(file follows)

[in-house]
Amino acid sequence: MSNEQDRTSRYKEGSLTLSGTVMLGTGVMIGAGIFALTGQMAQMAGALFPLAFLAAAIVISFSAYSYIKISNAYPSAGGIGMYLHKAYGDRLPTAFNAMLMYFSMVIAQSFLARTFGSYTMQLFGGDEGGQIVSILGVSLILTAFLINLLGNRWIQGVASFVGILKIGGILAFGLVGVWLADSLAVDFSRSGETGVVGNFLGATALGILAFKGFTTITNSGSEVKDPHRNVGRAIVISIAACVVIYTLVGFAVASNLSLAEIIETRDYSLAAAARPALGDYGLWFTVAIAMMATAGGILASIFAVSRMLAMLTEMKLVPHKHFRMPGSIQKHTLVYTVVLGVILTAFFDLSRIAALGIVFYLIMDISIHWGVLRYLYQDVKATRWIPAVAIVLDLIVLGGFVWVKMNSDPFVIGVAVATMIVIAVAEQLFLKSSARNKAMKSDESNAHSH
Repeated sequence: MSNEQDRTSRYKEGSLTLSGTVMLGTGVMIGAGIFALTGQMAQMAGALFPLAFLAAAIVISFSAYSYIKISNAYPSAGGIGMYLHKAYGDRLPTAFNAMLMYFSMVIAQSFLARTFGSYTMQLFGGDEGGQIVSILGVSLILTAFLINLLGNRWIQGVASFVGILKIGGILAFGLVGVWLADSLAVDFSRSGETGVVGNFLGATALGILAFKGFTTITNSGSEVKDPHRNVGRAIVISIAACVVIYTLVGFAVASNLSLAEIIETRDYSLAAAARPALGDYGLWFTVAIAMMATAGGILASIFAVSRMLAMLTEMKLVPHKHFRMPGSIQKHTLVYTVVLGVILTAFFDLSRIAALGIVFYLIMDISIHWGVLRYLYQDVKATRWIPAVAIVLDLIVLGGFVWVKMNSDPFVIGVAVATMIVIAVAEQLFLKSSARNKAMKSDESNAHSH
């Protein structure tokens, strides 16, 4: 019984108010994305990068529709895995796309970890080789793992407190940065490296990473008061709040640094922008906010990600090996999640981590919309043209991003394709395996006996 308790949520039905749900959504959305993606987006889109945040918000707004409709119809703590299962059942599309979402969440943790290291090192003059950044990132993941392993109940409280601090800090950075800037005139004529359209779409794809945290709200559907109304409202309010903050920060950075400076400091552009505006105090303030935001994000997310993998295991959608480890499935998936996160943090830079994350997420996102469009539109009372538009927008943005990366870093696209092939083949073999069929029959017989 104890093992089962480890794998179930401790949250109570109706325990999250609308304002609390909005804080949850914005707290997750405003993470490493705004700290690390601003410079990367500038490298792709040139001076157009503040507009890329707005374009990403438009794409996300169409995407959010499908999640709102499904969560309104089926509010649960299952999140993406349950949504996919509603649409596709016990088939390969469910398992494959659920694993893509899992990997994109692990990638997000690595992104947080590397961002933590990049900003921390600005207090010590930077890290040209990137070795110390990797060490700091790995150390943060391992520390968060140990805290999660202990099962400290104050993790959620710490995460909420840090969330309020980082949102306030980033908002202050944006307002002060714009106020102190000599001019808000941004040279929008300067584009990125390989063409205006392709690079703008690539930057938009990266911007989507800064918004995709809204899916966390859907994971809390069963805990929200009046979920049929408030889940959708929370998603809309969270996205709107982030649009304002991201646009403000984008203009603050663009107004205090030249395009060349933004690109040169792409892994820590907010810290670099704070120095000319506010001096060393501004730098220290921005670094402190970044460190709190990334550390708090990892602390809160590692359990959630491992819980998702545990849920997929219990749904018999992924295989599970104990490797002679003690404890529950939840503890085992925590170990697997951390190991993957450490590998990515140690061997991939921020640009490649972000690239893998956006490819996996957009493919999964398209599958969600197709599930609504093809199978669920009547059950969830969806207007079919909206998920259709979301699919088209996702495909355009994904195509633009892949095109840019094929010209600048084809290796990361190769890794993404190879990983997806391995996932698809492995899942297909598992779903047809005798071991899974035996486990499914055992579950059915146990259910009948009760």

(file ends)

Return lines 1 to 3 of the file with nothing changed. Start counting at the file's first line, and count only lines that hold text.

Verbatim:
[in-house]
Amino acid sequence: MSNEQDRTSRYKEGSLTLSGTVMLGTGVMIGAGIFALTGQMAQMAGALFPLAFLAAAIVISFSAYSYIKISNAYPSAGGIGMYLHKAYGDRLPTAFNAMLMYFSMVIAQSFLARTFGSYTMQLFGGDEGGQIVSILGVSLILTAFLINLLGNRWIQGVASFVGILKIGGILAFGLVGVWLADSLAVDFSRSGETGVVGNFLGATALGILAFKGFTTITNSGSEVKDPHRNVGRAIVISIAACVVIYTLVGFAVASNLSLAEIIETRDYSLAAAARPALGDYGLWFTVAIAMMATAGGILASIFAVSRMLAMLTEMKLVPHKHFRMPGSIQKHTLVYTVVLGVILTAFFDLSRIAALGIVFYLIMDISIHWGVLRYLYQDVKATRWIPAVAIVLDLIVLGGFVWVKMNSDPFVIGVAVATMIVIAVAEQLFLKSSARNKAMKSDESNAHSH
Repeated sequence: MSNEQDRTSRYKEGSLTLSGTVMLGTGVMIGAGIFALTGQMAQMAGALFPLAFLAAAIVISFSAYSYIKISNAYPSAGGIGMYLHKAYGDRLPTAFNAMLMYFSMVIAQSFLARTFGSYTMQLFGGDEGGQIVSILGVSLILTAFLINLLGNRWIQGVASFVGILKIGGILAFGLVGVWLADSLAVDFSRSGETGVVGNFLGATALGILAFKGFTTITNSGSEVKDPHRNVGRAIVISIAACVVIYTLVGFAVASNLSLAEIIETRDYSLAAAARPALGDYGLWFTVAIAMMATAGGILASIFAVSRMLAMLTEMKLVPHKHFRMPGSIQKHTLVYTVVLGVILTAFFDLSRIAALGIVFYLIMDISIHWGVLRYLYQDVKATRWIPAVAIVLDLIVLGGFVWVKMNSDPFVIGVAVATMIVIAVAEQLFLKSSARNKAMKSDESNAHSH